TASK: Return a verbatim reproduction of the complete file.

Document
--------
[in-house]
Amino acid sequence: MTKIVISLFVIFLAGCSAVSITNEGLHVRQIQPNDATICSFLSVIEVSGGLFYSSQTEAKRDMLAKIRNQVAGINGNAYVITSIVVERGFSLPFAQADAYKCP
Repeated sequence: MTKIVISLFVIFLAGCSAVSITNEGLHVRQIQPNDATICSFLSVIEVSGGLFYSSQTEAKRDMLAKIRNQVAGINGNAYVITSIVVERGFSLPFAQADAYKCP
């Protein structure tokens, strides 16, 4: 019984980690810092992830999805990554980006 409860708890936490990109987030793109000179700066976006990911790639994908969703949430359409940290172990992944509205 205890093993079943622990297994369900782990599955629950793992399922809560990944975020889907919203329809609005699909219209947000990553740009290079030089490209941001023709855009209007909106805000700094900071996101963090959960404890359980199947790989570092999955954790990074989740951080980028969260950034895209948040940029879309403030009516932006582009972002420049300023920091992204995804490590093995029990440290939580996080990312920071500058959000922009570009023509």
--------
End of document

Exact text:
[in-house]
Amino acid sequence: MTKIVISLFVIFLAGCSAVSITNEGLHVRQIQPNDATICSFLSVIEVSGGLFYSSQTEAKRDMLAKIRNQVAGINGNAYVITSIVVERGFSLPFAQADAYKCP
Repeated sequence: MTKIVISLFVIFLAGCSAVSITNEGLHVRQIQPNDATICSFLSVIEVSGGLFYSSQTEAKRDMLAKIRNQVAGINGNAYVITSIVVERGFSLPFAQADAYKCP
């Protein structure tokens, strides 16, 4: 019984980690810092992830999805990554980006 409860708890936490990109987030793109000179700066976006990911790639994908969703949430359409940290172990992944509205 205890093993079943622990297994369900782990599955629950793992399922809560990944975020889907919203329809609005699909219209947000990553740009290079030089490209941001023709855009209007909106805000700094900071996101963090959960404890359980199947790989570092999955954790990074989740951080980028969260950034895209948040940029879309403030009516932006582009972002420049300023920091992204995804490590093995029990440290939580996080990312920071500058959000922009570009023509």